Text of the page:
By Eunice Messner

BE HEALTHY According to an article I read in the Dec 04 issue of Avant Gardener, if you were a castaway on a desert island, sweet potatoes (yams) would keep you alive longer than any other food. They are high in vitamins
A and E, iron, fiber and anti-oxidents. We all enjoy the traditional baked yams, but have you had Sweet Potato Fries? Yummy!! Here is a wholesome way to enjoy them. Prepare them in " x " strips. Put in a baking pan and
drizzler a little olive oil over them, tossing to coat. Arrange them on the pan and bake at 375 degrees covered lightly with a piece of foil. Should take about 20 minutes.
Here's a bit of trivia: Only Sweet Potatoes are consumed in United States. Yams are a similar vegetable grown in the tropics. So what we call yams is a misnomer for a variety of sweet potatoes.

MANGO On the 27th of November I harvested the lone fruit of a new seedling mango. It was yellow skinned, 6" long with a 15" circumference. The flavor was sprightly with some fiber. I think dehydration will bring out a balanced flavor. Since there was only one fruit I assume, hereafter, the fruit won't be so huge. Brrrr IT'S COLD Worried about frost getting your bananas? Our "Fruit Gardener" editor, Ron Couch, who lives in Louisiana, is building a double walled wire enclosure and filling it full of leaves. He should also then have some good mulch for use next spring. Another grower I read about was stacking bales of straw around his tender plants. CRFG member, William Butler, who lives in Visalia, in addition to using a kelp spray, is trying a new anti-transpirant on his tropicals. It is Anti-Stress 550 manufactured by Polymerag Co. in Fresno CA <> Take a look at the posted test results. Another web site is <> Also ,he is using Agribon-50 floating row cover, rated to protect plants down to 24F (Available from Peaceful Valley Farm Supply).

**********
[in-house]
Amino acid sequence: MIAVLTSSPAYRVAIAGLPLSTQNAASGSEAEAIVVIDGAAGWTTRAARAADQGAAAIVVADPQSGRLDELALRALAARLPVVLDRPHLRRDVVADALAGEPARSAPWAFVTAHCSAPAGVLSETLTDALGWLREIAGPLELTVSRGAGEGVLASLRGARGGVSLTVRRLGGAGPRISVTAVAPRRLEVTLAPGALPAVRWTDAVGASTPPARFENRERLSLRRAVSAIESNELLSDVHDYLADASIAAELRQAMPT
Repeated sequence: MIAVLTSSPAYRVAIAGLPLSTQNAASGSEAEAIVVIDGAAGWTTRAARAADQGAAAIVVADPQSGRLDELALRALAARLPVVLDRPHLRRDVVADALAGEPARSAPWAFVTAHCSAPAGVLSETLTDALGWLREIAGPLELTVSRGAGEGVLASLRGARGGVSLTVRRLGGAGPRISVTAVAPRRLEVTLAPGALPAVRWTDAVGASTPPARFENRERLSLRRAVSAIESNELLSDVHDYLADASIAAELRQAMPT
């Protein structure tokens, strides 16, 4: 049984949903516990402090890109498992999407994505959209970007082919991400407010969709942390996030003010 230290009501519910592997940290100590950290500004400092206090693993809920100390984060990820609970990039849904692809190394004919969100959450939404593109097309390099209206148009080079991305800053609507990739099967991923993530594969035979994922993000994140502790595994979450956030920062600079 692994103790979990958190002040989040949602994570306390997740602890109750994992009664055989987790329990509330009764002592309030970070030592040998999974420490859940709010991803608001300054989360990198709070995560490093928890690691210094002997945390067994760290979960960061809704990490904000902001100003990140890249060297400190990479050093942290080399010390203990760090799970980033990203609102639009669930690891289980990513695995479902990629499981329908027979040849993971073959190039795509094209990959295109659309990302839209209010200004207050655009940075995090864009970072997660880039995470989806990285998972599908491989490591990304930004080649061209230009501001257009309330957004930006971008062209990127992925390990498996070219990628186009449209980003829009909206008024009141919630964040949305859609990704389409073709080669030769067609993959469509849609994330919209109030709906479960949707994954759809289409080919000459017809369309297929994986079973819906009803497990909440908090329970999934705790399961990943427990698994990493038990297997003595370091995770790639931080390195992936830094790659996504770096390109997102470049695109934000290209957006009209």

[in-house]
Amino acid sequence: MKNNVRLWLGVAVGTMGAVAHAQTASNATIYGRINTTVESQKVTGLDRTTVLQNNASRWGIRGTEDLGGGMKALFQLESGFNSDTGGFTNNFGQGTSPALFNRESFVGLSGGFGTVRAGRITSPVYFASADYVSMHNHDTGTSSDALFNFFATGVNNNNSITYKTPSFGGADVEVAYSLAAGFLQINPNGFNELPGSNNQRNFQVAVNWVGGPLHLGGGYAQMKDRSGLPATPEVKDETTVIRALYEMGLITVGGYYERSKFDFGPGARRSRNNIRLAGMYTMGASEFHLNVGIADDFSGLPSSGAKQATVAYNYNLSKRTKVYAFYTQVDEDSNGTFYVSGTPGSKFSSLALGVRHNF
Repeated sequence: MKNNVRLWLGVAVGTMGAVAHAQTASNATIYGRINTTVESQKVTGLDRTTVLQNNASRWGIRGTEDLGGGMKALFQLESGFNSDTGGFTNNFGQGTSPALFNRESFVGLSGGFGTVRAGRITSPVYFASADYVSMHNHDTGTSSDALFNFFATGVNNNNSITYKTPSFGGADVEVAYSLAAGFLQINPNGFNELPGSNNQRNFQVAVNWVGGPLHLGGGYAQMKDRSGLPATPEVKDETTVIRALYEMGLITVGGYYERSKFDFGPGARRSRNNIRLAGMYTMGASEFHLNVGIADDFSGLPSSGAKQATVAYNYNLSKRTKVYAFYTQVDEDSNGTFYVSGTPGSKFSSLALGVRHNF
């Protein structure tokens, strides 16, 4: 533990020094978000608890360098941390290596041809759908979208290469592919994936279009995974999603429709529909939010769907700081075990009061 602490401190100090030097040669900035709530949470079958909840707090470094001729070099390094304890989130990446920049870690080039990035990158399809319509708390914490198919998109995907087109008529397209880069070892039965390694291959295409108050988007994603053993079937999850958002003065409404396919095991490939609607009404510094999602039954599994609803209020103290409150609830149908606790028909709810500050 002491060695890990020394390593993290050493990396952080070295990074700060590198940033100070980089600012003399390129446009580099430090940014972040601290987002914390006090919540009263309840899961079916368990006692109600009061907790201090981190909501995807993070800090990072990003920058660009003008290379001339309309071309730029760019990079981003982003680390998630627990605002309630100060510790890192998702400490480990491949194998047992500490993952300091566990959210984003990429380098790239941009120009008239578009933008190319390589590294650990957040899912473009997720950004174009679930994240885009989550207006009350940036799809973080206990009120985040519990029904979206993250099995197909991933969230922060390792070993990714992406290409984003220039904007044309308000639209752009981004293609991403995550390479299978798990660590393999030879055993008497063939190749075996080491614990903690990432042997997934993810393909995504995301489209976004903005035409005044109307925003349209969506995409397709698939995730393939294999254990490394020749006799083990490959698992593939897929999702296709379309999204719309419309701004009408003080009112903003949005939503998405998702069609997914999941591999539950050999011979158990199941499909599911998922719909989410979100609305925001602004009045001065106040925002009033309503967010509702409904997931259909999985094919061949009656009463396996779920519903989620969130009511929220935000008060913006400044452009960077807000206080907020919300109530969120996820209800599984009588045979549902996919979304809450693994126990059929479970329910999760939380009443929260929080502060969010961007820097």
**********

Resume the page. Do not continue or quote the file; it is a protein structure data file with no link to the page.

BARE ROOT FOR BEGINNERS Gary Matsuoka of Laguna Hills Nursery is offering this one hour class (plus time for questions) at 6:30 p.m. on 12/26/04. You can RSVP at 949 830-5653. If the line is busy, leave your phone # and how many are attending.
Address: 25290 Jeronimo Rd., Lake Forest. Exit the I-5 FRWY at El Toro Rd., travel east about 1.75 miles, turn right at Jeronimo Road then right again into the parking lot just one block from El Toro Rd. Bare root trees usually start arriving about the end of December.